I manage to finagle my way out of the dense crowd and make my way down another cobbled street, where a busker stands with a guitar, serenading passer-by’s. I stop for a moment, marvelling at how village-like the area seems, before heading off towards Victoria Park, a nice way to end a Sunday walk.
It’s the following day, and I undertake another walk, this time to less famed markets. I start off not too far from Brick Lane, a mere five minutes away, yet it couldn’t be more different. Whitechapel, known the world over for less than savoury reasons, largely the unsolved murders of Jack the Ripper. Yet at the turn of the last century, Whitechapel was a prominent hay market, in a period of time when horses were a vital part of London’s transport. Whitechapel has changed many times over the years, but there are hints of the past if you look closely. Hidden between two stalls stands an ornate drinking fountain and the plaque below states that it was built to memorialise the death of Kind Edward VII, and funded by the ‘Jewish inhabitants of East London, 1911’.
These days, Whitechapel is more pedestrian, serving the local community with fresh produce and fish, as well as Islamic style clothing and food from South Asia. There are plans to rejuvenate the area, and there is no doubt that the area will change once more.
My dalliance with Whitechapel market done, I head down Cavell Street, a much quieter, leafier area, largely residential. Named after a prominent nurse who served on the frontlines of the First World War, it’s dominated by the new Royal London Hospital, a gleaming blue block of buildings, a far cry from the older, more sedate building that used to house the hospital. Towards the end, traffic increases and I’m on Commercial Road, my last destination before me.
It’s a small market, one that isn’t well known, or as interesting as others in the local area, but has its own charm. It’s a frigid December morning and the stall owners are wrapped up well, shouting their offers to passer-by’s. Watney Market as it’s known sits a few minutes away from Shadwell station, between two brown council estates and serves as the main shopping district for the inhabitants of Shadwell. The long established Bangladeshi community have their stores, providing fish and spices imported from the motherland. Curiously enough, there’s also a Wimpy bar, a relic of yesteryear when fast food was still a novelty.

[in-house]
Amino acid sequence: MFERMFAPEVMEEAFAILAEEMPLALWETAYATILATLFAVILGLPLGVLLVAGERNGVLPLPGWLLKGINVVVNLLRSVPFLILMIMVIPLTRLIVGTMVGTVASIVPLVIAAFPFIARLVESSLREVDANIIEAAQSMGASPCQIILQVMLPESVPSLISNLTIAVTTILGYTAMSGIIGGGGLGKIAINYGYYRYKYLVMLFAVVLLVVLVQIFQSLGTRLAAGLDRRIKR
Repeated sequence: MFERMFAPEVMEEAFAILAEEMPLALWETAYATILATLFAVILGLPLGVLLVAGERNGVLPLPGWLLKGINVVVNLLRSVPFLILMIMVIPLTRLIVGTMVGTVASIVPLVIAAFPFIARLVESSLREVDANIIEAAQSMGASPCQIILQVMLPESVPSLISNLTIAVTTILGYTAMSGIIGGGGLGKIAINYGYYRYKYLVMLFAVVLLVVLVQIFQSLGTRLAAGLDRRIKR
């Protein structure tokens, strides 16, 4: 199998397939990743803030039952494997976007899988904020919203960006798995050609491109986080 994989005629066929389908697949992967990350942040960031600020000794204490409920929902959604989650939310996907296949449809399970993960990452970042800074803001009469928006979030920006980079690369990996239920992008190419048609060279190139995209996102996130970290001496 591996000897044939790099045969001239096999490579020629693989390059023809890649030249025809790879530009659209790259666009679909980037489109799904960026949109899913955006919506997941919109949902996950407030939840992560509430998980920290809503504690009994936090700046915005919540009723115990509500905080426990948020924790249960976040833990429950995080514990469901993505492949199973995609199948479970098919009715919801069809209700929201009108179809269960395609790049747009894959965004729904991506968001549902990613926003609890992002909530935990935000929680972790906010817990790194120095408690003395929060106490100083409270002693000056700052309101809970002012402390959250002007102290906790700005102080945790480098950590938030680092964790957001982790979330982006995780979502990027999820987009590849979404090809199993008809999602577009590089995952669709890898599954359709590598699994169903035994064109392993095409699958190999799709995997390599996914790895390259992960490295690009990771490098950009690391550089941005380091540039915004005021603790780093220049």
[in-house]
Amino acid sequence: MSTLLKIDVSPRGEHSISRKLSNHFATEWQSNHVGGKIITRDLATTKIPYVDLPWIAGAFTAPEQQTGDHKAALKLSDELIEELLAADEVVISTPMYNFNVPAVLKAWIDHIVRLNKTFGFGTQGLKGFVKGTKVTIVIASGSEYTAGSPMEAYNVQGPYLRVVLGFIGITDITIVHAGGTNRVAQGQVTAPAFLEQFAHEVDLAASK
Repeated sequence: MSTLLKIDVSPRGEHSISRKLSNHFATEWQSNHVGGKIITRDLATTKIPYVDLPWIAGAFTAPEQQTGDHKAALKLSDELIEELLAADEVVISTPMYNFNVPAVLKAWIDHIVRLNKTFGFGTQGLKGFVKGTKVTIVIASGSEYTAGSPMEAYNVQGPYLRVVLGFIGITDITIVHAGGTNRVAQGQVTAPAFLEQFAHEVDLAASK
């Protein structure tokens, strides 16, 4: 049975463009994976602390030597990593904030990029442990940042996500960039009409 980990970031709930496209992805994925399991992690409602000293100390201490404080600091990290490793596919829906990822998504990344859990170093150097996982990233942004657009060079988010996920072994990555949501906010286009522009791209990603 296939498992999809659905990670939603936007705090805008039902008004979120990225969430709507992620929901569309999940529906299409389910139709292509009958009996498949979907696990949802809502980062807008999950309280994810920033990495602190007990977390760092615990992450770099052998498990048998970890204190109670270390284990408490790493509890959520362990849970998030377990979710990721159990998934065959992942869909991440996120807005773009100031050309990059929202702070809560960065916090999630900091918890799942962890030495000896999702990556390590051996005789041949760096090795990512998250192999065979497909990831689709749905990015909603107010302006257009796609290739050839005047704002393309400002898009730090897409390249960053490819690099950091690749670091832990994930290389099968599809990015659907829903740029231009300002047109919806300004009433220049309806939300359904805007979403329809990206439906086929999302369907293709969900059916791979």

There’s a charity shop, a hardware store and a fabrics shop. The range and variety of businesses within this relatively small area marks out how functional this market is and the clientele are largely the locals. The gleaming glass and steel of the much newer Idea Store towards the end of the market also highlights functionality over aesthetics, despite the modern design. It’s a library and a council ‘One Stop Shop’ rolled into one. The market feels a little rundown, but the Christmas lights stretching down the length of the place makes it cosy. Watney Market has been in existence for over a century and used to be one of the most popular markets in East London, boasting over 100 shops, including an early iteration of Sainsbury’s, now of course, one of the largest supermarkets in the UK. However, in the 1960s, a new plan was introduced, to completely demolish the market and build modern homes, as well as a new marketplace. The market was then again torn down in the 1990s, and low-rise homes were built instead, as well as space for stalls. Watney Market has seen much change in the last 60 years or so, but stubbornly refuses to die. Perhaps that’s the beauty of marketplaces; their refusal to be completely disappear. My walk has allowed me to appreciate the long history of the area, in particular the markets and how they are very much shaped by the communities surrounding it, providing an invaluable insight into what makes the East End so unique.
All images taken by the author.
Bibliography: All accessed and checked on 13/12/18